The UK’s greenhouse gas emissions were down 8.7% in 2009 compared with the previous year, but there is no place for complacency, says Energy and Climate Change Secretary Chris Huhne.
According to the latest government statistics, emissions of the six greenhouse gases covered by the Kyoto Protocol fell to 566.3 million tonnes CO2 equivalent (MtCO2e) and CO2, which accounts for around 84% of the total, was down 9.8% to 525.1 Mt.
The decrease was prompted by a fall in energy consumption across all sectors and an increase in the use of nuclear power instead of coal or natural gas for electricity consumption.
“Emissions were down in 2009 but so was the economy, so this is no time for back slapping,” said Huhne in a statement.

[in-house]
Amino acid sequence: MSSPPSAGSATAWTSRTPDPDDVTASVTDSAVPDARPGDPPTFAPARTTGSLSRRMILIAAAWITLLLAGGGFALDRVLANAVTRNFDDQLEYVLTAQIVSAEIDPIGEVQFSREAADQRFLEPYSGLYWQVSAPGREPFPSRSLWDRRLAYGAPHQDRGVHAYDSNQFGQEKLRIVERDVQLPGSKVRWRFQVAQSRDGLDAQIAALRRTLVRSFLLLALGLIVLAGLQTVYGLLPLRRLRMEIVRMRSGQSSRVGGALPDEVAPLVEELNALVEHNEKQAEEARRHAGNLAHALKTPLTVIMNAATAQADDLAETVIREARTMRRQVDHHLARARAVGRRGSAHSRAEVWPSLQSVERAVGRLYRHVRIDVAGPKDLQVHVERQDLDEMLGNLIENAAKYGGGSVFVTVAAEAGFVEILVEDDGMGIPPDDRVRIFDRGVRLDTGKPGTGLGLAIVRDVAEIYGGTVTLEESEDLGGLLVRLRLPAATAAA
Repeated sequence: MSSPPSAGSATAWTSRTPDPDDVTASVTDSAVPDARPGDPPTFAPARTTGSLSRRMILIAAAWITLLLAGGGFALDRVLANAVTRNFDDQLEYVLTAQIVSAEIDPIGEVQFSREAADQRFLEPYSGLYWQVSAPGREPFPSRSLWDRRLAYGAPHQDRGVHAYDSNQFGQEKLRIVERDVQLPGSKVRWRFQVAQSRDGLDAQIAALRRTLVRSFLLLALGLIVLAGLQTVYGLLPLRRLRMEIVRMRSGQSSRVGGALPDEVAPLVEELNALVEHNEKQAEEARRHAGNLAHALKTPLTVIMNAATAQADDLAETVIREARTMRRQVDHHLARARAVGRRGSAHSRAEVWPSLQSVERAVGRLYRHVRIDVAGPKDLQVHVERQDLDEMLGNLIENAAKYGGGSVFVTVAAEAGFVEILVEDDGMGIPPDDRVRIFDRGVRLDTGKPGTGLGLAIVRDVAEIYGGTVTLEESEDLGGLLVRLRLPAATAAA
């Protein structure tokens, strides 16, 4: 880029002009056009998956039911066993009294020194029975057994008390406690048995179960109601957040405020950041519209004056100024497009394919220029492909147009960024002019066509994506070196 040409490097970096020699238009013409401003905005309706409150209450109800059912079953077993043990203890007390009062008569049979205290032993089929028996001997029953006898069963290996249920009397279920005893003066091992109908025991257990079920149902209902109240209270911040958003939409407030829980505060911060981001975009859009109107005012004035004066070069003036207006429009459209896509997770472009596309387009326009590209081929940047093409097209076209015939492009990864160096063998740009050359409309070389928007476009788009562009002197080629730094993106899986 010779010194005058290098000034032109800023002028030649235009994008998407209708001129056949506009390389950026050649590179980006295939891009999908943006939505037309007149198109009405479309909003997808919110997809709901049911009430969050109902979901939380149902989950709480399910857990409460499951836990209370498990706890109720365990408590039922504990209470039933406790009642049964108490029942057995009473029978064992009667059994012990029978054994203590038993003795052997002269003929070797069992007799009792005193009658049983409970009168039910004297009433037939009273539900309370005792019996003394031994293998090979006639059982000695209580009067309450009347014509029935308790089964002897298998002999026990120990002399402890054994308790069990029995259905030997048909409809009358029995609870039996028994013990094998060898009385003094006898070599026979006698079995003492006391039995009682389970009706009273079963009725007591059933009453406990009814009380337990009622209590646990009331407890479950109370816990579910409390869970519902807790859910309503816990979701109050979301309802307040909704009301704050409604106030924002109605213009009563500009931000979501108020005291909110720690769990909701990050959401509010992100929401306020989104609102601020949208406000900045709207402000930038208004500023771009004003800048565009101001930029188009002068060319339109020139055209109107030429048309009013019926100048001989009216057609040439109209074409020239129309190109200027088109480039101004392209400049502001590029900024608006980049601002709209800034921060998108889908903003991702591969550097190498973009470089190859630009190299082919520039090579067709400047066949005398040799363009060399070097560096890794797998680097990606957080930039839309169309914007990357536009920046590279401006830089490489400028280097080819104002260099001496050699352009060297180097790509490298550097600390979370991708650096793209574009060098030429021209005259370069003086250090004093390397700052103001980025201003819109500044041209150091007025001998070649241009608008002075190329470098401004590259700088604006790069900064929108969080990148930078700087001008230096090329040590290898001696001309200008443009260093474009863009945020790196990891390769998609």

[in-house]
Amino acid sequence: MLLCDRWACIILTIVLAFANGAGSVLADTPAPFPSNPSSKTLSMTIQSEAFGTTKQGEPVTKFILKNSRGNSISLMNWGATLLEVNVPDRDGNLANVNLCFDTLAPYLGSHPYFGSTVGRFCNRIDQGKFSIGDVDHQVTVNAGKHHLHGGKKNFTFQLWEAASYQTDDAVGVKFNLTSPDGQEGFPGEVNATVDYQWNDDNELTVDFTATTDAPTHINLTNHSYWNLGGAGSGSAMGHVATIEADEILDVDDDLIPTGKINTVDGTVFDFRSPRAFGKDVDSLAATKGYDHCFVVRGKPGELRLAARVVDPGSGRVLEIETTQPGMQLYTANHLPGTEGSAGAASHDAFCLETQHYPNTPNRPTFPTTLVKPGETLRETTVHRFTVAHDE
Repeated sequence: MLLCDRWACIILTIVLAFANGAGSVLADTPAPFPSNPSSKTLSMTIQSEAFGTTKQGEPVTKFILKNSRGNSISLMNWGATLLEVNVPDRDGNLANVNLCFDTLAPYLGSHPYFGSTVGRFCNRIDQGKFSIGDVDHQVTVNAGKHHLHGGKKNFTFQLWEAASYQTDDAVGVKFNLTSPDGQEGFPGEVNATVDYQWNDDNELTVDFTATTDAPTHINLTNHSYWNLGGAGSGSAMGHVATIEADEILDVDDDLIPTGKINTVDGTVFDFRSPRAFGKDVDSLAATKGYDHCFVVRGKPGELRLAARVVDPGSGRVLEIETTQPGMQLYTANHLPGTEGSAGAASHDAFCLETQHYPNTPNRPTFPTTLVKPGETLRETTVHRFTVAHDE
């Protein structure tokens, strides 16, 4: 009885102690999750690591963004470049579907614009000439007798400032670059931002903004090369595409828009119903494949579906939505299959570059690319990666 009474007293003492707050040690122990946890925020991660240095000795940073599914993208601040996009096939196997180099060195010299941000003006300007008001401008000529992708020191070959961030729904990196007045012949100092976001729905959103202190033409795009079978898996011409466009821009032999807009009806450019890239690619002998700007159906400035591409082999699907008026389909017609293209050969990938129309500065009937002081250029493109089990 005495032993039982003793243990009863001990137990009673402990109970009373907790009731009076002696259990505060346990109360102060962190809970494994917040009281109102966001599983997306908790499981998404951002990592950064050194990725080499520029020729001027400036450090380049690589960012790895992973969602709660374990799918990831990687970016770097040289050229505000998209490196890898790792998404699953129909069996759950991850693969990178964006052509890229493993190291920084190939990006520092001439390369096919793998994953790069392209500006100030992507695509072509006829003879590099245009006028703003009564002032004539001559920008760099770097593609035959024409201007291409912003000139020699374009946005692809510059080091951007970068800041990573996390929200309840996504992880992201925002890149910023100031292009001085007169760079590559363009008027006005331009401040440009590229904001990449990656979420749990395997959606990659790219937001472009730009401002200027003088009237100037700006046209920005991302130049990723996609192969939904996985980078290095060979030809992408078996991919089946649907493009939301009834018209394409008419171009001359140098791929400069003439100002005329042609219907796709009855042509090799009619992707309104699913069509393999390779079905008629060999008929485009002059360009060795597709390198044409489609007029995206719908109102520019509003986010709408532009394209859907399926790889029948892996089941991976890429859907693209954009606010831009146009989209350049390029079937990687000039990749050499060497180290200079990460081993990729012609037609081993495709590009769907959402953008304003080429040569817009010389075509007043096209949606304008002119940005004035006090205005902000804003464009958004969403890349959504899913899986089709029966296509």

The statistics reveal reductions of greenhouse gas emissions from the industrial processes sector of 36.5% and 11.8% from the business sector. The business sector also saw a decrease in CO2 emission of over 13%, over twice that from the residential sector.
“A low carbon approach has to be a vital part of kick starting and future proofing our economy, getting us off the oil hook and onto long term green growth,” Huhne continued.
He says that the Government is wasting no time in reforming the electricity market, setting up the Green Investment Bank and getting the Green Deal off the ground to ensure that the trend can be maintained.
For further information:
UK energy policy could lead to ‘dash for gas’, warns committee (26-Jan)
Wake-up call to government as confidence in UK clean tech sector falls (21-Jan)
UK lagging behind Germany in green growth, warns Carbon Trust (19-Jan)
UK progress in renewables “unacceptably slow”, warns committee (30-Nov 2010)
UK low-carbon market bucks trends to reach £112 billion in 2009 (12-Mar 2010)
01 February 2011